I also remember that there was this boy I hated for over two years because every single time he spoke to me, he would sound like he was going to say something nice, but he'd end up saying something rude, obscene or otherwise personally offensive. One day we ended up taking a really long walk together alone for some reason and he just listened to me talk about my unrequited crush on one of his best friends. He ended up telling me that I was too good for his friend. I was totally confused by him saying this. He finally told me that for the last several years he had such a big crush on me that every time he tried to speak, something horrible came out of his mouth. We ended up making out, having intense sex and dated for four years. It only ended when I moved across the country and he didn't want to leave his family so he stayed home. He's still a great friend. I think we could have gotten married and been OK.

There are awkward moments where a friendly couple might be having a normal conversation or completing some task. He might accidentally notice she looks extremely attractive at a certain moment and become distracted. He unintentionally says something that could be taken as a sexual innuendo. She notices and tries not to respond or maybe attempts to turn it into a joke.

I'm not a fan of the witty one liners tactic for a book. In the movies or television, it works because the audience can't get inside the character's heads. But if you're inside someone's head and hearing their thoughts. They will be thinking about sex or trying very hard not to think about it. People aren't really ever totally blind to their sexual attraction right up until they grab each other and start making out in the middle of a fight. That just doesn't happen.

Almost everyone feels vulnerable and gets a little tense right before they begin to kick things up a notch. There's no need to go overboard with it.

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Try and include a bit of wit between the characters.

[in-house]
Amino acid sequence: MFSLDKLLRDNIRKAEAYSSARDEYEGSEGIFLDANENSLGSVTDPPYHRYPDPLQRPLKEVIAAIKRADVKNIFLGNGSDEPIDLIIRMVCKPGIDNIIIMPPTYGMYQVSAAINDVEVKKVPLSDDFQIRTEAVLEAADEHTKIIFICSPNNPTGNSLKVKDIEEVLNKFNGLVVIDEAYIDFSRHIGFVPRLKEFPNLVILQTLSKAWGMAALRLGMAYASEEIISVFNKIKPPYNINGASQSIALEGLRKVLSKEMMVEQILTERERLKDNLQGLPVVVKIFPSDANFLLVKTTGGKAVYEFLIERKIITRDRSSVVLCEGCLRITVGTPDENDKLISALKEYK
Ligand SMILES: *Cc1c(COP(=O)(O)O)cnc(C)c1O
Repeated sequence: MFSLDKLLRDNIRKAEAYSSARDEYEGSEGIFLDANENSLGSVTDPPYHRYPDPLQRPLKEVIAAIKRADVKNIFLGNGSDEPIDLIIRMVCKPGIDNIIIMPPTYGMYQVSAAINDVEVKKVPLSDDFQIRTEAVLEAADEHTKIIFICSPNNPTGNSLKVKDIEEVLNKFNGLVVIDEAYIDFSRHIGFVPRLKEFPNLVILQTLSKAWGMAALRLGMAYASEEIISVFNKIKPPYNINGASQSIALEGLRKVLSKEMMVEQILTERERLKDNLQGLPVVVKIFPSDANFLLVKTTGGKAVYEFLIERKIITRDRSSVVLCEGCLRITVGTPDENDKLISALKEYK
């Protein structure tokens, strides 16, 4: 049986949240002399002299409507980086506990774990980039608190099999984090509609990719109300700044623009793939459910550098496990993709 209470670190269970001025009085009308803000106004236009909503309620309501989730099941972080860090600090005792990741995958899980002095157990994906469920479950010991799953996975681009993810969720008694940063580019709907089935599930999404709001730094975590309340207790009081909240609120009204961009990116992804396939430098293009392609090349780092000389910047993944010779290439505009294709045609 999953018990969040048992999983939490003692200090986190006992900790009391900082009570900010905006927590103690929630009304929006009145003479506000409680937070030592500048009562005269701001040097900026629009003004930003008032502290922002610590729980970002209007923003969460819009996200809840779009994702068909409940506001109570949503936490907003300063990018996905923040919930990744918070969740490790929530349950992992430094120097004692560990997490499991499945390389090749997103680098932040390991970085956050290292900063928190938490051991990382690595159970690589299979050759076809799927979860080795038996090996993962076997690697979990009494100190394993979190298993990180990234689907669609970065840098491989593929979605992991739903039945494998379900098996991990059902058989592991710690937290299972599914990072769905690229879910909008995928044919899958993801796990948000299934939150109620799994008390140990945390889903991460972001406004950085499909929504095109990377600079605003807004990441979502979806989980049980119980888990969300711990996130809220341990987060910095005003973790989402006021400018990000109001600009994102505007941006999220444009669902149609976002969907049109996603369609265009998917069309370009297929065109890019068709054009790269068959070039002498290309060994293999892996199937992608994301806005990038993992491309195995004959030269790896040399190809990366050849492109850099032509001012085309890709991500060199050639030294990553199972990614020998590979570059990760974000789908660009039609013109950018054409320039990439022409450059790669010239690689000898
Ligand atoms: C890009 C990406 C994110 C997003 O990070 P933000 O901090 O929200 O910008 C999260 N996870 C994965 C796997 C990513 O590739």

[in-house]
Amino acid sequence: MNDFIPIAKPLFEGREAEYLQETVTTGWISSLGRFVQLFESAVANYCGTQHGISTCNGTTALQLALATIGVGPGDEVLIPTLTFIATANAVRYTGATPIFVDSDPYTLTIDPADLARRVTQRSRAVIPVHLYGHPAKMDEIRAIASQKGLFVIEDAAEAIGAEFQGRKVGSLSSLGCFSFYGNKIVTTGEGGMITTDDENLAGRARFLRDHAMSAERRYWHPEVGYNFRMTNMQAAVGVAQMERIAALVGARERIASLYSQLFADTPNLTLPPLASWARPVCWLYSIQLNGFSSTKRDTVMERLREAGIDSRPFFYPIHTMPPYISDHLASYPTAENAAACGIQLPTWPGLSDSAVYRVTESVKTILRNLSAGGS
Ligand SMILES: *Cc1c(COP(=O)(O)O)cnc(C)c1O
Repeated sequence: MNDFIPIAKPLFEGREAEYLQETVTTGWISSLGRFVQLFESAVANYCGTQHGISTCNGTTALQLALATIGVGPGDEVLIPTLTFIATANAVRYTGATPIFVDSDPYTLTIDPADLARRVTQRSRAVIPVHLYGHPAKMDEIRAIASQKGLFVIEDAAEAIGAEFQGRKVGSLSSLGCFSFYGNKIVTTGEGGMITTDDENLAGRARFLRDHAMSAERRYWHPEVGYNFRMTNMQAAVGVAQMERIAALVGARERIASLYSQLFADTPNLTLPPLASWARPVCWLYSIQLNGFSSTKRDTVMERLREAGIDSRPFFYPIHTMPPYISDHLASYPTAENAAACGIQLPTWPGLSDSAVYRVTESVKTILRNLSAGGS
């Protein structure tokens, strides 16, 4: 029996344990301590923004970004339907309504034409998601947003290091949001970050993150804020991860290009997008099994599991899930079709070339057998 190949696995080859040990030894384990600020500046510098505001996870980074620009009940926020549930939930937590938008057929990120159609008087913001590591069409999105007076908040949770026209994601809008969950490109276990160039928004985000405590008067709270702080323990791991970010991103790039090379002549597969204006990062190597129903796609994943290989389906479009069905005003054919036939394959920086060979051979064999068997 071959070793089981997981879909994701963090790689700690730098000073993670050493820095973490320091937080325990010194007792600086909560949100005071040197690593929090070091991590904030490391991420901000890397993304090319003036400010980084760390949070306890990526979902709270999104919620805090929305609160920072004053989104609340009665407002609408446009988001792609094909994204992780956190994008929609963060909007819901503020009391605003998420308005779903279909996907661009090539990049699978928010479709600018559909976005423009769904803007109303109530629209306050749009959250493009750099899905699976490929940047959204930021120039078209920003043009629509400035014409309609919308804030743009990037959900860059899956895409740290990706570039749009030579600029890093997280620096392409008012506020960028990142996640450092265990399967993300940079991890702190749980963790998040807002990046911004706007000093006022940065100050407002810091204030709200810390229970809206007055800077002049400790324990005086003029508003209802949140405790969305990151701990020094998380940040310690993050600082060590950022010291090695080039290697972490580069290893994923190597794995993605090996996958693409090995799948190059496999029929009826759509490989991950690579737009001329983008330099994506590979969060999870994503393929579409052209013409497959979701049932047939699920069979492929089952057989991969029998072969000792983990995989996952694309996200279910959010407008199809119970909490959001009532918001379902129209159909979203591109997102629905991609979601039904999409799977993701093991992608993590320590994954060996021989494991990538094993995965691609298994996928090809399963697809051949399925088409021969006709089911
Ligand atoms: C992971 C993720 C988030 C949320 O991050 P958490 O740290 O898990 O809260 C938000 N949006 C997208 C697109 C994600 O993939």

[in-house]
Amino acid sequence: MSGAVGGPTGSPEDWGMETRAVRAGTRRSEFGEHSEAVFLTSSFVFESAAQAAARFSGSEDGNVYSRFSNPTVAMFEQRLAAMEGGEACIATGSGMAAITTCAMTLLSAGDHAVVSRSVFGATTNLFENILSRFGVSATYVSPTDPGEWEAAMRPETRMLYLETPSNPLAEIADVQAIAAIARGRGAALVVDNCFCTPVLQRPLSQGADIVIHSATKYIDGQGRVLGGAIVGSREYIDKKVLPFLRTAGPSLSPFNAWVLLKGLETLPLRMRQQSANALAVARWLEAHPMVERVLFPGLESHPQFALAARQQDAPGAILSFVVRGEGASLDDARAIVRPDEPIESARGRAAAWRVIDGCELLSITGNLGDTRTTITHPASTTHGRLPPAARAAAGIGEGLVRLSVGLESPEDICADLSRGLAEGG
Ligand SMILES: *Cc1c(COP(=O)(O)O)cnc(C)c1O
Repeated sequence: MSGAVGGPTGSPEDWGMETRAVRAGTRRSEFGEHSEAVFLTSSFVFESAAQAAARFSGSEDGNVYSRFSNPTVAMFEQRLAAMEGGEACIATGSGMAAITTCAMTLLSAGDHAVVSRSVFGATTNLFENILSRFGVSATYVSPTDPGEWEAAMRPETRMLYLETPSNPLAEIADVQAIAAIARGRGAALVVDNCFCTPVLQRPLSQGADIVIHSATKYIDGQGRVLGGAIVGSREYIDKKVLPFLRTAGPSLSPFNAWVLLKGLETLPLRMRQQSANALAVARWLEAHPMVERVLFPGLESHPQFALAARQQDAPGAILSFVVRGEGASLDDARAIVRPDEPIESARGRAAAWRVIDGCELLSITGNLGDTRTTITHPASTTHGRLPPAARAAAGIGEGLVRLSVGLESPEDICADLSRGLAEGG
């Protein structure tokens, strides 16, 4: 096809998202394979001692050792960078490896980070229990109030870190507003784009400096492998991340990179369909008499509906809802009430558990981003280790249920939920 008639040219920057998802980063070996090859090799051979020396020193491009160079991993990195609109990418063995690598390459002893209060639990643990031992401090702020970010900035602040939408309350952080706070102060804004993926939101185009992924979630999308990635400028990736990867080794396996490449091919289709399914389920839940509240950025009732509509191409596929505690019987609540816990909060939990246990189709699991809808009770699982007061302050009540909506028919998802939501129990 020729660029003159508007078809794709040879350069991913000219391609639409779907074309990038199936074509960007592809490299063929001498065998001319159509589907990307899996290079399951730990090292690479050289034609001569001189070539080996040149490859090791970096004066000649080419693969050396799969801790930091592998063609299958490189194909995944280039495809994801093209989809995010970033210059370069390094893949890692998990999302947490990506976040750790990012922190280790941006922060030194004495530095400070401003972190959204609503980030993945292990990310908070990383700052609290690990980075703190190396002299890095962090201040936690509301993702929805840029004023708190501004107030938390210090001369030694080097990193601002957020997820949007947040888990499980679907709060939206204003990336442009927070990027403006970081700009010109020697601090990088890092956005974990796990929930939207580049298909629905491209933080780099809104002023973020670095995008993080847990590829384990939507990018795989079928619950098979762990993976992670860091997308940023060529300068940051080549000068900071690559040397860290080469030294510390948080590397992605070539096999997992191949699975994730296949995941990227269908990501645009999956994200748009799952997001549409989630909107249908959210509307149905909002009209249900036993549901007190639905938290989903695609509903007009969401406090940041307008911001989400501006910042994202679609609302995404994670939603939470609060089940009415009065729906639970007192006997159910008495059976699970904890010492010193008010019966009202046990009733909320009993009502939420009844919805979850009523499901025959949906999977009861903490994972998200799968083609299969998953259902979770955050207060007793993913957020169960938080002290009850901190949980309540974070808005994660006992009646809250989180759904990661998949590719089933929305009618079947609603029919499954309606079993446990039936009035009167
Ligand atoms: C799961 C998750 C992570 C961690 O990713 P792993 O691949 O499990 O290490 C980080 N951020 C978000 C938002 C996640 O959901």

Provide moments in your story whereby, there is a display of short and concise, witty one-liners. These are bounced between the characters like a tennis match, back-and-forth between the two.

To think of it abstractly - imagine a point scoring system, if one provides a short, succinct and humorous line - they score a point, the other retaliates. This is all in good jest and provides for non-hostile competitiveness. This competitiveness is where the sexual tension is derived from.

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Tough question--especially if you've never experienced that type of thing. You might get quite a few suggestions here.

My own conclusion is to say that, by the end of the book, the reader wants them to get together: they have earned each other's love, respect, and admiration. There are thousands of literary and cinematic examples to help guide you. Whether they get together or not is up to you.

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I think that sexual tension is reflected in scenes where the dialogue and actions have been put together in such a way that the reader can feel it. The actions of your character are an essential part of creating this tension. Don't say it, but make their actions show what they are feeling. Also, short interactions create more tension in a dialogue than long ones.

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Accentuate details as to what they do with their bodies more excruciatingly such as what can they do with their bodies to the other characters in possible sexual activities.

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In the film Pride and Prejudice the main characters - as was normal at that time - have never touched. In fact they barely talk, they are struck dumb when they meet. The tension between them is enough to burn houses down. One day he has to help her into a buggy, and he takes hold of her hand. She drives off and he stands there looking at his hand. Mind blowing.

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Tension (of any sort) lies in what doesn't happen. To create tension you create the expectation that something is about to happen, but then don't let it happen. This keeps the reader waiting for it to happen, and that is tension: waiting for something to happen that you expect, hope for, or dread.

There are all kinds of ways to make the anticipated event not happen. That part does not matter so much. It is really all about how much we want/expect/dread it happening and the timing of it not happening. Tension is like humor. 90% of it is timing.

So, sexual tension is simply sexual relations that you expect, hope for, (or dread) that don't happen. Create the expectation of relations, then deny them.